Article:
Thomas Korber: »Effacement« (Cut 015)
Tomas Korber’s »Effacement« is a pretty modest – or maybe even traditionalist – work. A very straight guitar/electronica solo album – nothing more, nothing less. Probably – no big compositional tools behind it. Maybe few inspirations come from the world of electroacoustic guitar improvising. But all these things are absolutely not the point here. The greatest strength of the album is that nothing happens here without being a point of departure to something else. You are asked to follow the ideas as they are developed by Korber – not just the sounds as they evolve. Slowly but consequently, he is building himself a fairly complex music-world not being tempted by any radical aesthetic but just following his ways. For many this will remain just another EAI album but if that’s the thing I would recommend taking …
Keith Rowe/Tomas Korber/Günter Müller: »Fibre« (For4Ears 1657)
… just to focus on the break between how much Korber can do (on his solo) but is not doing (in trio). Right after listening to »Fibre« I decided to remind myself of the recent solos not only of Korber but Rowe (»29 October 2001« and »Harsh«) and Müller (»Eight Landscapes«) as well. All of the three albums of each one of them are very clear and intense (but not necessarily dense) pieces of music. With »Fibre« it is becoming more of an avantguardianist aesthetic to be fulfilled.
I am not trying to suggest an overwhelming critique of THE style here – not at all. And I would still argue there are some masterpieces of the kind (like for example Sachiko M/Toshimaru Nakamura/Otomo Yoshihide »Good Morning, Good Night«). I am also not expecting Rowe, Korber and Müller to write another Mahler-like Symphony. The thing is quite the opposite. Listening to another duo/trio/quartet with Rowe, Müller or few of their friends I can’t get rid of the idea that THEY are actually heading towards composing the entirely new kind of Symphony! A now pretty conservative symphony of rarely disturbed static noise and/or small sonorities – all these compositional devices that cannot be avoided when you want to make a symphony. Me personally, I wish they would finally write one and just go somewhere else. And not be afraid of loosing all the things they have really fought for.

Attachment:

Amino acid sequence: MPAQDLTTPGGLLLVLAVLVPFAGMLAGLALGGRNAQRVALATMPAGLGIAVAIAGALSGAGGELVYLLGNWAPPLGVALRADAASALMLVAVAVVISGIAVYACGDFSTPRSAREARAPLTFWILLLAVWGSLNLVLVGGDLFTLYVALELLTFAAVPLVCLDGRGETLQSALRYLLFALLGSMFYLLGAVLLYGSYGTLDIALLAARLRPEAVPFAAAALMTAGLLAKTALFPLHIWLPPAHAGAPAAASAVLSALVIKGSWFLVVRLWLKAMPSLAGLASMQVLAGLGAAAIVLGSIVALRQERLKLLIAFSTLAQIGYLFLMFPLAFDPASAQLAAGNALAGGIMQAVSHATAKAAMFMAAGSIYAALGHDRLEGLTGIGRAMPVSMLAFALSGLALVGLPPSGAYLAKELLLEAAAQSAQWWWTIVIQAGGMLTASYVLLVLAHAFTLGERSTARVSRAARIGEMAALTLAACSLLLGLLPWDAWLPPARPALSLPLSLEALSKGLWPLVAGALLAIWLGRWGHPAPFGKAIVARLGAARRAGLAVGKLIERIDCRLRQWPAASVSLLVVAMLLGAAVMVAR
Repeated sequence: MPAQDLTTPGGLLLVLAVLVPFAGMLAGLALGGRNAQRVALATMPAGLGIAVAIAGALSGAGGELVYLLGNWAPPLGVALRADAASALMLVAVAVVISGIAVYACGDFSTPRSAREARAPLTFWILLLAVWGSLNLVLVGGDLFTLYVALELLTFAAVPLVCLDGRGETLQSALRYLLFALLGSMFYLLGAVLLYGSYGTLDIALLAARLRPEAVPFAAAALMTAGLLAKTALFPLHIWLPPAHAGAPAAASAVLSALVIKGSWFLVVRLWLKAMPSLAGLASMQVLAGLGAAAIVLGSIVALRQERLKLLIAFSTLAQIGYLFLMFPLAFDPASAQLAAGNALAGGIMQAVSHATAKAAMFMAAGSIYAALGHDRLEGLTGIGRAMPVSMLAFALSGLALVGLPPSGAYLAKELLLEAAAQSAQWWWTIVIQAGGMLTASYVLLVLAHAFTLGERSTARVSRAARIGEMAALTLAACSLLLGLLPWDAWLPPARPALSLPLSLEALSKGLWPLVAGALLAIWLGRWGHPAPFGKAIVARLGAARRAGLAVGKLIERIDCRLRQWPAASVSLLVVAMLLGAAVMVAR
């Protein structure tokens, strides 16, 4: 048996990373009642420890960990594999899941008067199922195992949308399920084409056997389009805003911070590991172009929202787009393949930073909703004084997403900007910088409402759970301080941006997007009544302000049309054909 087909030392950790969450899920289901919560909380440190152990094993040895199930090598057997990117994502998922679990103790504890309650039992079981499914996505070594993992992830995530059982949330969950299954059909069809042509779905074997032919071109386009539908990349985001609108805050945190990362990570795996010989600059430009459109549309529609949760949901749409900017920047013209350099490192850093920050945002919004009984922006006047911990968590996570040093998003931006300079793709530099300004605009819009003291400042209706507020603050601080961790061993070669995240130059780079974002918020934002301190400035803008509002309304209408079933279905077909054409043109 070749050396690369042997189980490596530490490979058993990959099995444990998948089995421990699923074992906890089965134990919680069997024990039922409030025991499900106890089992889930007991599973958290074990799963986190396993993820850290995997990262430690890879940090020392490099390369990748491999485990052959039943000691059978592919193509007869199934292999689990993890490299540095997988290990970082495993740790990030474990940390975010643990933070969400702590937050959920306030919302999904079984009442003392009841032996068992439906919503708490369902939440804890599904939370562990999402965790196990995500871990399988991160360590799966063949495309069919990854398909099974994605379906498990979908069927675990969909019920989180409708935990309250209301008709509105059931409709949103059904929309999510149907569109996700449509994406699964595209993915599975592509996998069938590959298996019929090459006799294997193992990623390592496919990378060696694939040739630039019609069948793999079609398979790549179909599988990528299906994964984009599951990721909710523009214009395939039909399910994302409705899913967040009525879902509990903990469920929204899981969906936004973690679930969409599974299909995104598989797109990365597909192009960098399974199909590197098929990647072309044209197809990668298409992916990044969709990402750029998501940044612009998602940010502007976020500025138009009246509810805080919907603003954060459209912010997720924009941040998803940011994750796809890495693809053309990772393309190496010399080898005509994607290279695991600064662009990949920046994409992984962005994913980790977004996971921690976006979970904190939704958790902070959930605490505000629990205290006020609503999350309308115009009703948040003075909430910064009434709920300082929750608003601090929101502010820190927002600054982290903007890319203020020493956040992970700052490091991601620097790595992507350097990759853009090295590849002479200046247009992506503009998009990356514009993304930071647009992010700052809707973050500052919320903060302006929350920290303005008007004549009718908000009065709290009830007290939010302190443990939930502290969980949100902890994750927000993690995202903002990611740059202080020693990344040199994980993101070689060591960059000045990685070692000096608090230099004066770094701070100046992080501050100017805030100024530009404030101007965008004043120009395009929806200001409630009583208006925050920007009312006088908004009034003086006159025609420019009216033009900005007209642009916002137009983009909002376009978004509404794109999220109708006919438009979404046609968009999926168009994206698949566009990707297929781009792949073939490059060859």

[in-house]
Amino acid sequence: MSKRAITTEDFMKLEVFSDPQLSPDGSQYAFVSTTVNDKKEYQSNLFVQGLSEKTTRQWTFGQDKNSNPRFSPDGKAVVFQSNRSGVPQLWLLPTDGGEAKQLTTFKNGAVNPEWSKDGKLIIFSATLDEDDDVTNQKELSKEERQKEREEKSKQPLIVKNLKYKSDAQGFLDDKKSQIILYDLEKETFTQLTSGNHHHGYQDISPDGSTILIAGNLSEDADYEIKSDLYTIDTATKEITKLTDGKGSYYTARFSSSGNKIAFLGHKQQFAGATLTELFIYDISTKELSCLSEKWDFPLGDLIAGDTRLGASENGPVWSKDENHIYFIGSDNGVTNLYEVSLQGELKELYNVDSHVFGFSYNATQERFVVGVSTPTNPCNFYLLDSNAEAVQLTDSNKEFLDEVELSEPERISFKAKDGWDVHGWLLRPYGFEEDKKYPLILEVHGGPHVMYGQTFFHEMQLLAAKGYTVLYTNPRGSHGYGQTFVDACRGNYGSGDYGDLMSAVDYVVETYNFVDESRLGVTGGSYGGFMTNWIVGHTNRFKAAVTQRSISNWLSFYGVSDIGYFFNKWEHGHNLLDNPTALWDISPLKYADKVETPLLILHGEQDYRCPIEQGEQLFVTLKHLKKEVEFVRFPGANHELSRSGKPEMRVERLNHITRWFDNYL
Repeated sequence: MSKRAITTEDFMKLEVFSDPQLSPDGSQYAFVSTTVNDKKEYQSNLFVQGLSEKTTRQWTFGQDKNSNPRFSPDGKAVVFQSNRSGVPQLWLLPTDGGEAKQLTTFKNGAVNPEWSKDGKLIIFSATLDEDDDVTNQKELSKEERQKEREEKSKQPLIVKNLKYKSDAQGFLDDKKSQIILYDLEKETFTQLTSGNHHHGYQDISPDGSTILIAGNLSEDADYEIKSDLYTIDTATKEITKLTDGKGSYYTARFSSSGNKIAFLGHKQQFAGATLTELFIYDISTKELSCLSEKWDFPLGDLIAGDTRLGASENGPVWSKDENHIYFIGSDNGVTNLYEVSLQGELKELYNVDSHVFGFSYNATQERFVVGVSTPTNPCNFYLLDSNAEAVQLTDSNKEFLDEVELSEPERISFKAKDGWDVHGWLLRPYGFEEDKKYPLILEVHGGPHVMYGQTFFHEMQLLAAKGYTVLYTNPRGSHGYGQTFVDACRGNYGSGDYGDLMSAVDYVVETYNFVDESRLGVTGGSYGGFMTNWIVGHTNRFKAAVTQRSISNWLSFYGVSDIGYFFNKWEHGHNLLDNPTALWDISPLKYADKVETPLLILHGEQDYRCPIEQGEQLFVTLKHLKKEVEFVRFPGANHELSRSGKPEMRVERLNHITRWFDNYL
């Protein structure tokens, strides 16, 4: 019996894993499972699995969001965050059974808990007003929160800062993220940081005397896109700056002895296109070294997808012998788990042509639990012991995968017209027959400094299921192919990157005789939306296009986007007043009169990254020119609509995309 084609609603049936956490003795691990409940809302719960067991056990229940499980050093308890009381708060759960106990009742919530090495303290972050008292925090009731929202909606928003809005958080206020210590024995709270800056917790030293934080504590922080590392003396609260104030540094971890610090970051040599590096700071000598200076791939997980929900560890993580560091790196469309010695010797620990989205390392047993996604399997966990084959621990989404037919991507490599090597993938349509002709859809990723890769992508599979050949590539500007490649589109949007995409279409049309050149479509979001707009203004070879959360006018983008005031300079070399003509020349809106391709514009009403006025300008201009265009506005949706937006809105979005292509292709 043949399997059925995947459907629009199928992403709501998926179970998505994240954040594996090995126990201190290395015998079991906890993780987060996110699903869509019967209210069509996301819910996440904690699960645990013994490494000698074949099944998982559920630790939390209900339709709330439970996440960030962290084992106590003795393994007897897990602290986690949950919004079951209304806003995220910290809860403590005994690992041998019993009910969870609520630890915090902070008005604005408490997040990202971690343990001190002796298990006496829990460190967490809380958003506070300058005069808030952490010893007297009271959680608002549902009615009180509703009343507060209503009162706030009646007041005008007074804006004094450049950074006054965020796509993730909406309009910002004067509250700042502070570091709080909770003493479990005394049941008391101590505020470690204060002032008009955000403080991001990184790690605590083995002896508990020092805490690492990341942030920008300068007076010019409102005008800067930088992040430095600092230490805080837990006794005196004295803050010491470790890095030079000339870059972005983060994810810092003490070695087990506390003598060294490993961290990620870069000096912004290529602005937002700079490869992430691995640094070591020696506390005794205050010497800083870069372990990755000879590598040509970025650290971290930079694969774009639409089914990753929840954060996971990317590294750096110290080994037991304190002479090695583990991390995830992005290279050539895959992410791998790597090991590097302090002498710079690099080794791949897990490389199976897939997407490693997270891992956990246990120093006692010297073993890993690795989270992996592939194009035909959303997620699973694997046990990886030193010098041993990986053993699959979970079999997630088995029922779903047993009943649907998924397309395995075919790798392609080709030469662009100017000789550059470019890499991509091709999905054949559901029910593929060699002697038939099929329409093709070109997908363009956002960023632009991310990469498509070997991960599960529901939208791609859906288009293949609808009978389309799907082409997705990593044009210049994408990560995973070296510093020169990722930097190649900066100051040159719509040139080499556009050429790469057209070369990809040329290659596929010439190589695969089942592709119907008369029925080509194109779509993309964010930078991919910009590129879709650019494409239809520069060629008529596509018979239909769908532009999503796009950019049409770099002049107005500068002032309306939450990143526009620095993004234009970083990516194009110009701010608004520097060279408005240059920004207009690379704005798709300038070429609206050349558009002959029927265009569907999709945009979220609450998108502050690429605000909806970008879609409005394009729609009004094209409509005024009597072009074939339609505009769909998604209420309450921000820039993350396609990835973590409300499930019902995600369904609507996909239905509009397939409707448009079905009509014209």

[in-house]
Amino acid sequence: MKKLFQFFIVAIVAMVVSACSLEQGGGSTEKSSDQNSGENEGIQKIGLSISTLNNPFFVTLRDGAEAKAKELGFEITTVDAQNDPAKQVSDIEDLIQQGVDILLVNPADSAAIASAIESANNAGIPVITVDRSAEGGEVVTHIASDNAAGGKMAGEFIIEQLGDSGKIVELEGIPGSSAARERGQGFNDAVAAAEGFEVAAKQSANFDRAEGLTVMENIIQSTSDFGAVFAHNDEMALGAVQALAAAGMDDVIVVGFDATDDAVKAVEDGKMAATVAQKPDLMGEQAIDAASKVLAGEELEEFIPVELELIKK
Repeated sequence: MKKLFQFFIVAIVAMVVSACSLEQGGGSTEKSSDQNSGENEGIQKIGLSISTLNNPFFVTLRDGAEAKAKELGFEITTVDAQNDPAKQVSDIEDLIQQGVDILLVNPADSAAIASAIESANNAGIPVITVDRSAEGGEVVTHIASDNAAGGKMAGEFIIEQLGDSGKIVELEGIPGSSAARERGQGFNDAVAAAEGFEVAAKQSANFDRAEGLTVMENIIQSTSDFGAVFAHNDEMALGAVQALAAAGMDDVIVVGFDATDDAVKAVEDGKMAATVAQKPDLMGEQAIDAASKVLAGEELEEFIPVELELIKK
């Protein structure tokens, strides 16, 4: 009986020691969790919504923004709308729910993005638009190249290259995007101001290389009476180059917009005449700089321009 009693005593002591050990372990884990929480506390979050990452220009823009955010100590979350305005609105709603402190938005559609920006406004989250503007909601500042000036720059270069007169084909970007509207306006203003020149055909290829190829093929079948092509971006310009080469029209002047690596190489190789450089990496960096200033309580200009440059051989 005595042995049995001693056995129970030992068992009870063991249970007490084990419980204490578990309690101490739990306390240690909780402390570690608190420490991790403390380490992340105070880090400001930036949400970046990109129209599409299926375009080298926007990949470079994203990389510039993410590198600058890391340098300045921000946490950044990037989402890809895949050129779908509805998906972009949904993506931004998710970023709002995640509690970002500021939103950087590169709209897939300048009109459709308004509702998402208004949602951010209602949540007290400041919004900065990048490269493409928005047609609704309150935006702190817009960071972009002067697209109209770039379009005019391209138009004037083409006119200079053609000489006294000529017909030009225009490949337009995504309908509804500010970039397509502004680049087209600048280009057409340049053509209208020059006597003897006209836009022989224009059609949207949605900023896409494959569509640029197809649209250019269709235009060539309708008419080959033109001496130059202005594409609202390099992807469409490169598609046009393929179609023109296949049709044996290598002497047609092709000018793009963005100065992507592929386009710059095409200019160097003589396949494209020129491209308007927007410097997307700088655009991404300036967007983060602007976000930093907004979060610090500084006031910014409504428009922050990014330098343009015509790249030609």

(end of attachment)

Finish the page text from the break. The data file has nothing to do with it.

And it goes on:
In that sense »Fibre« stands for the very frustrating moment when you go for a sound check and you hear a musician checking all he or she has on the table. And usually what is gathered there alone sounds great!!! And after that you hear the concert and just can not stand how much could happen and is not …
Tetuzi Akiyama/Jason Kahn: »Till We Meet Again« (For4Ears 1654)
And in the end – here comes the blues. From the very beginning I can’t help thinking about the old Ry Cooder »Paris, Texas Opening Theme«. Obviously acoustic guitar of Japanese improviser Tetuzi Akiyama and percussion with analogue synthesizer of Kahn are even more abstract and the blues here never comes to terms with itself. One of the reasons is obviously Kahn himself – his repeptitive-resonanced-into-drone-things are quite far from twelve bar blues. Akiyama’s use of sometimes well known chords is also never heading toward getting a recognizable song in the very end. But there is one more thing that links them together apart from the »ateleology«. It is the engagement into pure and clear (or shall I say clean!?) sound. But it is obviously not because of the rejection of noise but rather it is because of its pacification or purification. This album really sounds like all the dirt actually removed from the streets. And all you have to accompany you while walking through them is an ateleological, a
tonal and asexual blues. Like Zurich?
This is a great, great album and I strongly believe you can get easily obsessed with its trans-like coldness (like I did after the first listening). But then you face one of the big metaphysical questions of our times: would you rather go for the Paris, Texas blues or the Zurich, Japan one?